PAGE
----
- Regulatory strategy and litigation support
- Large energy user services
- Energy markets and financial analysis
- Energy and environmental policy
- Cost of service and rate design
- Distributed energy resources
- Transmission planning and pricing
- Resource planning and procurement
Since 2014, E3 has supported TransCanyon, a joint venture between Berkshire Hathaway and Pinnacle West, in developing high-voltage transmission in the Western Interconnection. We provide strategic advice and analysis for investment opportunities, help curate and prioritize TransCanyon’s project portfolio, and articulate how electricity sector policies will impact its transmission development business throughout the western U.S. E3 draws on the knowledge base within all our practice areas and our most recent pricing forecasts to provide insights on TransCanyon’s investment outlook.
On behalf of California’s five largest electric utilities, E3 evaluated the challenges, costs, and potential solutions for achieving a 50 percent renewables portfolio standard (RPS) by 2030. Using our Renewable Energy Flexibility Model (REFLEX), we performed detailed operational studies of power system dispatch flexibility constraints under high levels of wind and solar generation. We found that achieving a 50 percent RPS is feasible and that California’s power system can remain reliable as long as renewable resources can be dispatched in response to grid needs. Our study recommended strategies for integrating higher levels of renewables, including greater regional coordination, renewables portfolio diversity, flexible generation capacity, flexible loads, and energy storage. We found that deploying these strategies would reduce the need to curtail renewables, lowering the cost of reaching 50 percent RPS.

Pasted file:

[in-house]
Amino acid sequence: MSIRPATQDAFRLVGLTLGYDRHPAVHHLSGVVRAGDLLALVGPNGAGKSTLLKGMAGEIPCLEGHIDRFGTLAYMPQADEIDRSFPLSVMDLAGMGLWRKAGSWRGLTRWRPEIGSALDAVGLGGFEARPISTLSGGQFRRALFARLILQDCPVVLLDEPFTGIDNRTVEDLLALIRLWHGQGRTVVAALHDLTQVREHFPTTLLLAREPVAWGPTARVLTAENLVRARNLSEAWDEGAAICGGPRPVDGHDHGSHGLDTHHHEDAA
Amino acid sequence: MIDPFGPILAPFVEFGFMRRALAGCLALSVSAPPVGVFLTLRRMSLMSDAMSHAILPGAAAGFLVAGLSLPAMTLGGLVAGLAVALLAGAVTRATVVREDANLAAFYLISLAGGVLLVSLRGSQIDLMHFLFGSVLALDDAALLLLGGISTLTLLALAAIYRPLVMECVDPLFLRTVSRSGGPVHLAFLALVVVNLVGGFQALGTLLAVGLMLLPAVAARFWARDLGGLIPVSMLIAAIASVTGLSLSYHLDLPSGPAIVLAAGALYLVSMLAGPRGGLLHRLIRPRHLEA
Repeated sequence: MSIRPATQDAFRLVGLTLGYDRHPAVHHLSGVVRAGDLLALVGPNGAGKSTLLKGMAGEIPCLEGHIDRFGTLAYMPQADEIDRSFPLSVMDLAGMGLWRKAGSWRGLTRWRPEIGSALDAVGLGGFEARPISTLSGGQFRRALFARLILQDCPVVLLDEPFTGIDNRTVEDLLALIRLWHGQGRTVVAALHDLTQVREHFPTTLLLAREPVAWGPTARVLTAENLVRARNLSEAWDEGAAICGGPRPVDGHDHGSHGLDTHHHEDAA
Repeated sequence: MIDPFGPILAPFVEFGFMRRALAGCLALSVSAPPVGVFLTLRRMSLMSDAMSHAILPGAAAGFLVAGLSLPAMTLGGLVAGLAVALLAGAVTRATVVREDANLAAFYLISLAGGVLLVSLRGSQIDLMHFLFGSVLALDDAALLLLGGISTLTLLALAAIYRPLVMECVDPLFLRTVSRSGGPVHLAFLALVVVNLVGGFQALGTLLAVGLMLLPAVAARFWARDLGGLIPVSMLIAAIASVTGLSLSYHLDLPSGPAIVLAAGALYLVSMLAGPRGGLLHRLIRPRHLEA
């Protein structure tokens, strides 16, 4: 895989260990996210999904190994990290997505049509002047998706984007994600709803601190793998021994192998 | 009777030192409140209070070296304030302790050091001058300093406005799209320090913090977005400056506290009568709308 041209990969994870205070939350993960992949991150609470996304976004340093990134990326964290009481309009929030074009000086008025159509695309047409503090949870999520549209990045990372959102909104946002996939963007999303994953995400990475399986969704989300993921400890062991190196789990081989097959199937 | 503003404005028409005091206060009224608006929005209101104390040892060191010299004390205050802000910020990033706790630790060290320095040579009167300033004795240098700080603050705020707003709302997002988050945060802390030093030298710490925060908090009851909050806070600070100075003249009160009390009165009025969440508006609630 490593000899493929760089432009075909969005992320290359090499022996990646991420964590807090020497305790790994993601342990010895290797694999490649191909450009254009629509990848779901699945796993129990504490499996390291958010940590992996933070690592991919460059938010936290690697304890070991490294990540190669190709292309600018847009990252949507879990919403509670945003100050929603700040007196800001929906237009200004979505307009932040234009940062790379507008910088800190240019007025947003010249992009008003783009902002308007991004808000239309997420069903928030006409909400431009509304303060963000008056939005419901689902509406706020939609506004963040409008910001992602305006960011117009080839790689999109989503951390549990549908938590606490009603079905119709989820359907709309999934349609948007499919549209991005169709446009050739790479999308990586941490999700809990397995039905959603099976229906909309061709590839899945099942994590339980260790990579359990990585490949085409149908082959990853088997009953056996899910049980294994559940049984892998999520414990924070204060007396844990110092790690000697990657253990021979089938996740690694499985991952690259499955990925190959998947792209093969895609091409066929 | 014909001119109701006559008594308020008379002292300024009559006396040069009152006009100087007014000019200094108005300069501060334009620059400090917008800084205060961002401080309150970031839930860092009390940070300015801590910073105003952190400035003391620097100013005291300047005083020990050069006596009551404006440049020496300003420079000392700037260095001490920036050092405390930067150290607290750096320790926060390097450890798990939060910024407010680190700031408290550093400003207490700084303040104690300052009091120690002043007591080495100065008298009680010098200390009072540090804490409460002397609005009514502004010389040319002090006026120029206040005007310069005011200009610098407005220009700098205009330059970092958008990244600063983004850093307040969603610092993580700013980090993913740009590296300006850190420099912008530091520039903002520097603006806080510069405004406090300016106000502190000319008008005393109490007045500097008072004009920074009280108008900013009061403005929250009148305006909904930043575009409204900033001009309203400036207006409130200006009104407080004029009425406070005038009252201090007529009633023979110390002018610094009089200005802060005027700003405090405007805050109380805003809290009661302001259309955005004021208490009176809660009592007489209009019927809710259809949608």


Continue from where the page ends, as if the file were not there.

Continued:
- Investigating a Higher Renewables Portfolio Standard in California: Summary
- Investigating a Higher Renewable Portfolio Standard for California: Full Report
E3 has completed studies for more than 10 utilities on the costs and benefits of participating in the western energy imbalance market (EIM), a regional 5-minute balancing market that became operational in 2014. The EIM aims to lower costs for consumers and assist states in meeting renewable energy goals through more-efficient dispatch, which reduces the need to carry costly reserves and curtail renewable generation. For each study, we ran a production simulation grounded in a detailed representation of the utility’s system. Our work has informed decisions by PacifiCorp, Arizona Public Service, NV Energy, and other utilities to join the EIM, as well as Chelan County Public Utility District’s decision not to participate. Consistent with E3 findings, the California ISO estimated that participants saved more than $85 million in the 20 months after the EIM became operational. Several more studies for utilities are under way.
- APS Energy Imbalance Market Participation: Economic Benefits Assessment
- NV Energy‐ISO Energy Imbalance Market Economic Assessment
- PacifiCorp-ISO Energy Imbalance Market Benefits
- Benefits Analysis of Puget Sound Energy’s Participation in the ISO Energy Imbalance Market
The Western Electric Coordinating Council (WECC) engaged E3 to model the benefits of implementing an energy imbalance market (EIM) across the Western Interconnection. Working with WECC staff and many stakeholders, we modeled and compared simulated production costs for a scenario that maintained existing operational arrangements and a second scenario with a consolidated regional balancing market. The analysis found benefits from improved system dispatch, as well as from reductions in operating reserves needed to accommodate wind and solar variability. E3 devised an innovative technique to more accurately estimate the potential impact of the EIM, and pioneered applying “hurdle rates” to calibrate the GridView production simulation base case so that it more accurately reflected bidding and dispatch practices in the West. Since presenting our findings to WECC in 2011, we have developed similar EIM cost-benefit studies for 10 additional utilities.
E3 provided independent, comprehensive valuation and due diligence services to a client considering the acquisition of a natural gas power plant in the Pacific Northwest. We examined transmission options and associated costs, energy market revenue projections under various regulatory and environmental scenarios, capacity values, ancillary services revenues, and potential off-takers. Based on our low-valuation case, the buyer made the prudent decision not to acquire this plant.